An estimated one-third of anorexic patients have mild anemia (low red blood cell count), and leukopenia (low white blood cell count) occurs in up to 50 percent of anorexic patients.

Gastrointestinal (stomach and intestines)

Normal movement in the intestinal tract often slows down with very restricted eating and severe weight loss. Gaining weight and certain medications can help restore normal intestinal function.

Renal (kidney)

The dehydration often associated with anorexia results in highly concentrated urine. Polyuria (increased production of urine) may also develop in anorexic patients when the kidneys' ability to concentrate urine decreases. Renal changes usually return to normal when the patient returns to their normal weight.

Endocrine (hormones) 

In females, amenorrhea (cessation of the menstrual cycle for at least three consecutive months when otherwise expected) is one of the hallmark symptoms of anorexia. Amenorrhea often precedes severe weight loss and continues after normal weight is restored. In addition, some anorexic patients have reduced levels of growth hormones, which can help explain growth retardation. Normal nutrition usually restores normal growth.

Skeletal (bones)

Persons with anorexia are at an increased risk for skeletal fractures and broken bones. In addition, if the anorexic symptoms start before the patient has achieved peak bone formation (usually mid to late teens), the risk of osteopenia (decreased bone tissue) and/or osteoporosis (bone loss) increases. Anorexia patients often have low bone density and low calcium intake and absorption.

Can eating disorders be prevented?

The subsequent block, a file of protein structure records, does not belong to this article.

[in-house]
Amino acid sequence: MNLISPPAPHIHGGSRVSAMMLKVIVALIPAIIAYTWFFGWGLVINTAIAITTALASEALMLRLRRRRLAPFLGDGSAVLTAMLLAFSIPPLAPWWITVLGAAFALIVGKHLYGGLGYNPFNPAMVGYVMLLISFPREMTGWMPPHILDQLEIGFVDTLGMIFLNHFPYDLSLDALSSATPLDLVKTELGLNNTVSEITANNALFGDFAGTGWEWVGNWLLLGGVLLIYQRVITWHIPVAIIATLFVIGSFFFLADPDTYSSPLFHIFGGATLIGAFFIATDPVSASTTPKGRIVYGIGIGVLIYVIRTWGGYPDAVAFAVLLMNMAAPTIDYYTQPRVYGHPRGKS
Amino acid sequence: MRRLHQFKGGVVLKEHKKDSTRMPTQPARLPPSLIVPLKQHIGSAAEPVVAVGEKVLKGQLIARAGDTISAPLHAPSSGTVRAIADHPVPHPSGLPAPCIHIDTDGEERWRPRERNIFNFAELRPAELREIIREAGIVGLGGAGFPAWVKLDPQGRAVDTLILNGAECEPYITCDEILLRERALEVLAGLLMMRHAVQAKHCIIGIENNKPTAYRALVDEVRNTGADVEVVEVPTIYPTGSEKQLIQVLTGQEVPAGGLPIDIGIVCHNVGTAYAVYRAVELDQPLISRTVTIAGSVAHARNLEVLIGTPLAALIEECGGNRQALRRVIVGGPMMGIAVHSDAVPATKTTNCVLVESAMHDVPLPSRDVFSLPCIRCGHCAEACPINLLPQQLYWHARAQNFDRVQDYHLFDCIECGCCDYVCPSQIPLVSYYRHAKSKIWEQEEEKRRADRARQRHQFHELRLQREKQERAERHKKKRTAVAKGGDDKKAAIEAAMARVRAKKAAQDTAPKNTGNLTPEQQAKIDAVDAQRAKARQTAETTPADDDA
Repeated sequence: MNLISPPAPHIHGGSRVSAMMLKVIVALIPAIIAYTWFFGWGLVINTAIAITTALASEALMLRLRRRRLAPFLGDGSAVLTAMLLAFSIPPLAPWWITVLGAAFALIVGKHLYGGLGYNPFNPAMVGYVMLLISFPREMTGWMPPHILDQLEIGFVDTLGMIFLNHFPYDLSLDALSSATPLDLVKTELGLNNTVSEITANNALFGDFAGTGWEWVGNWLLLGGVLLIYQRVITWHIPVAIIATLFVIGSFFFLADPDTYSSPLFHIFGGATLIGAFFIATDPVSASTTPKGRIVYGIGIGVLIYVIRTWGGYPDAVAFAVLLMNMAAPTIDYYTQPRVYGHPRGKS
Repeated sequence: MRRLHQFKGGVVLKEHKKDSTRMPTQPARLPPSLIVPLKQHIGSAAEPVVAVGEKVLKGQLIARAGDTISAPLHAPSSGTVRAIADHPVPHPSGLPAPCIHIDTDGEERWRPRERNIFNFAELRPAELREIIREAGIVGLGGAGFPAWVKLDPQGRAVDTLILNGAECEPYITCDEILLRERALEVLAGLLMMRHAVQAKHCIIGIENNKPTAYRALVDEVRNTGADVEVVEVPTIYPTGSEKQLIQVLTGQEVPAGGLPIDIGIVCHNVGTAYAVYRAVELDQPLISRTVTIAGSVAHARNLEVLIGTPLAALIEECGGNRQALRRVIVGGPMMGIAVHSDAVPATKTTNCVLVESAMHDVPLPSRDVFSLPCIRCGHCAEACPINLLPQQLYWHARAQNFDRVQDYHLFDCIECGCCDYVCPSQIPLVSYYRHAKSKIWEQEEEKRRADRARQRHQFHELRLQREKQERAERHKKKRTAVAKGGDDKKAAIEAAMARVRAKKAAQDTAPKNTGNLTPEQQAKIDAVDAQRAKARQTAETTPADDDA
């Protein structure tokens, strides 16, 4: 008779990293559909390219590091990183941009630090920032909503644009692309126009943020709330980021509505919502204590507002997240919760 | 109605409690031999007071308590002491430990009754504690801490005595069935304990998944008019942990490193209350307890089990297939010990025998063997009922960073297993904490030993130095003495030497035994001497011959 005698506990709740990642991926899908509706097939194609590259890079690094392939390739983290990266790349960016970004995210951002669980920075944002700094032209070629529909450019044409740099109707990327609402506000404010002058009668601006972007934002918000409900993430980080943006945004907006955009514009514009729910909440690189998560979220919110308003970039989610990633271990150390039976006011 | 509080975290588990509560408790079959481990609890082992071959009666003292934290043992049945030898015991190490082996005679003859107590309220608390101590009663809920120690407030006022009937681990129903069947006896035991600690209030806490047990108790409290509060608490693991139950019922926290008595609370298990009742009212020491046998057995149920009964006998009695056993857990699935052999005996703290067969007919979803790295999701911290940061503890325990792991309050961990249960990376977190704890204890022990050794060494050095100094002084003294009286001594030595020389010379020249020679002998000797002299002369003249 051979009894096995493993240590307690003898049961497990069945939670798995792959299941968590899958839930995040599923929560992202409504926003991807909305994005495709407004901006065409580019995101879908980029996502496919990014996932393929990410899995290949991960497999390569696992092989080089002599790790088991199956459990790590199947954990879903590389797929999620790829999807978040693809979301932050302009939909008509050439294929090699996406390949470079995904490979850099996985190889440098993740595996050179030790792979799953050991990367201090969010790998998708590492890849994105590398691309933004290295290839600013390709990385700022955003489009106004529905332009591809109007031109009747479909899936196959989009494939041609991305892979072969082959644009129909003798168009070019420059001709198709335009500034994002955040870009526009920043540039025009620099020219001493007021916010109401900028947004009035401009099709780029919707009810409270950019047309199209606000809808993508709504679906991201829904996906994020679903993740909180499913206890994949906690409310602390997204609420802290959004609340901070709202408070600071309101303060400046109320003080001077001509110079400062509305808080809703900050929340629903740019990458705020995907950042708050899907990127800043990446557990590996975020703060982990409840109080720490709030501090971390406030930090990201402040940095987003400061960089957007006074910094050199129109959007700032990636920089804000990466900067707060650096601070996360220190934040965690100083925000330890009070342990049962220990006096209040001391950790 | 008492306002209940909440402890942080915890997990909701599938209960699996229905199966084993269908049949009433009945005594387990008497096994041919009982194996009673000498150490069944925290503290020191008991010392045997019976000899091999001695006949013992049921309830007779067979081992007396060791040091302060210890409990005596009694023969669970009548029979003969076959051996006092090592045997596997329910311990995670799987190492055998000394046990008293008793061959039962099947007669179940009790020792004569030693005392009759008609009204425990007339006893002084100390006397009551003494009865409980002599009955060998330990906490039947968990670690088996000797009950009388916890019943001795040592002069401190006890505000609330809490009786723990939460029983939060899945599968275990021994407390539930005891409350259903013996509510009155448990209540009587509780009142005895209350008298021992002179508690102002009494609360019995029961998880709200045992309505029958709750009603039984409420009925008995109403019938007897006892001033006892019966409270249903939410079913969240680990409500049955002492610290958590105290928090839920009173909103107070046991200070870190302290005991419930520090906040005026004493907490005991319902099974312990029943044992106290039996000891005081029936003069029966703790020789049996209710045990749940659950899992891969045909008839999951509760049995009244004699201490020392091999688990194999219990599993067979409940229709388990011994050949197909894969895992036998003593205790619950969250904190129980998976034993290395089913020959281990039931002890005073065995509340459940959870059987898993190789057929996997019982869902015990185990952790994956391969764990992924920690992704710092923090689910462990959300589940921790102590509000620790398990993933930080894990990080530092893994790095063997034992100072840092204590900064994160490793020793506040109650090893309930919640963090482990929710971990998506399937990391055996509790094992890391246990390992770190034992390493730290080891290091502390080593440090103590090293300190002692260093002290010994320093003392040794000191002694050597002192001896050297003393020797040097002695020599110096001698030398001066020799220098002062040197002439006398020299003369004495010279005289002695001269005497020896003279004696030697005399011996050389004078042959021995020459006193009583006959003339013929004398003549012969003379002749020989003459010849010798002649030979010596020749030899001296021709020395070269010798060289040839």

Specific procedures or programs for preventing anorexia and bulimia have not been identified at this time. However, early detection and intervention can reduce the severity of symptoms, enhance the adolescent's normal growth and development, and improve the quality of life. Encouraging healthy eating habits and realistic attitudes toward weight and diet may also be helpful. 



Children's Team

Children's Team


Brooke Bokor

Brooke Bokor

Director, Adolescent Medicine Fellowship
Director, Student and Resident Education
Adolescent Medicine Specialist
Tomas Silber

Tomas Silber

Medical Director, Eating Disorders Clinic
Executive Committee, Ethics Program
Adolescent Medicine Specialist


Eating Disorders Clinic

The Eating Disorders Clinic treats adolescents and teens with eating disorders.

Psychology and Behavioral Health

In the Division of Psychology and Behavioral Health, our child psychologists and other mental health professionals work exclusively with children and teens, emphasizing patient and family-focused care.

Psychiatry and Behavioral Sciences

Psychiatry and Behavioral Sciences at Children’s National offers assessment, diagnosis and care for children and teens with behavioral, emotional and developmental disorders.

Bone Health Program

Orthopaedists at Children’s National offer world-renowned expertise and life-changing care, including surgery, for children at high risk for bone fracture.